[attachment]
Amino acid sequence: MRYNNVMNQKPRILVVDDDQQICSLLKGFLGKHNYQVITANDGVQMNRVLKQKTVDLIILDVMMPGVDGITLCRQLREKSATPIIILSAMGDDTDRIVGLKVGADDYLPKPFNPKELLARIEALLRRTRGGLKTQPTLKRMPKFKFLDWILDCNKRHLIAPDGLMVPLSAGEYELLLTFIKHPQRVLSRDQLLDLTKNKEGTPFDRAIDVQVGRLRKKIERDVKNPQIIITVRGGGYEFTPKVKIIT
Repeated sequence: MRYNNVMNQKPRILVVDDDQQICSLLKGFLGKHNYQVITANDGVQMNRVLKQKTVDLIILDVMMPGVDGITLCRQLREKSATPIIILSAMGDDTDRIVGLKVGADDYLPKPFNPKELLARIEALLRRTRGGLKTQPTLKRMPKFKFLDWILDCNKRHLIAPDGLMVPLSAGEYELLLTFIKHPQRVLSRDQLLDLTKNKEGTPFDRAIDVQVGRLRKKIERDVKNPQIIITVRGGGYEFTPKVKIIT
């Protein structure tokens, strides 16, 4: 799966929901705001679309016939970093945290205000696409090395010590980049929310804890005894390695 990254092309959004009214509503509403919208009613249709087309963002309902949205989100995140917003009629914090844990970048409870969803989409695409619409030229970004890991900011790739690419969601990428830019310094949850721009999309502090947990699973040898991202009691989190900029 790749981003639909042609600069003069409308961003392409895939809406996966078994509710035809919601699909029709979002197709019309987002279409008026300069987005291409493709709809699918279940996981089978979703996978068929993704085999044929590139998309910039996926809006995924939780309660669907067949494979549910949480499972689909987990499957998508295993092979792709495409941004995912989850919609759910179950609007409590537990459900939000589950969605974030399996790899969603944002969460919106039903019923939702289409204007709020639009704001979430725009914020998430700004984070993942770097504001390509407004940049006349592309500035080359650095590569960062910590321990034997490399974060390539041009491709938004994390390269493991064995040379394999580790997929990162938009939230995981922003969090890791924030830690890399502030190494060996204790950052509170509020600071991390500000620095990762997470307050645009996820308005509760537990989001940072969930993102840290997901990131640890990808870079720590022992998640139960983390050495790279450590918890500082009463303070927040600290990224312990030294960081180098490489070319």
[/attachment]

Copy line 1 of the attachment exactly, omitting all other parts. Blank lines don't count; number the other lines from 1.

Amino acid sequence: MRYNNVMNQKPRILVVDDDQQICSLLKGFLGKHNYQVITANDGVQMNRVLKQKTVDLIILDVMMPGVDGITLCRQLREKSATPIIILSAMGDDTDRIVGLKVGADDYLPKPFNPKELLARIEALLRRTRGGLKTQPTLKRMPKFKFLDWILDCNKRHLIAPDGLMVPLSAGEYELLLTFIKHPQRVLSRDQLLDLTKNKEGTPFDRAIDVQVGRLRKKIERDVKNPQIIITVRGGGYEFTPKVKIIT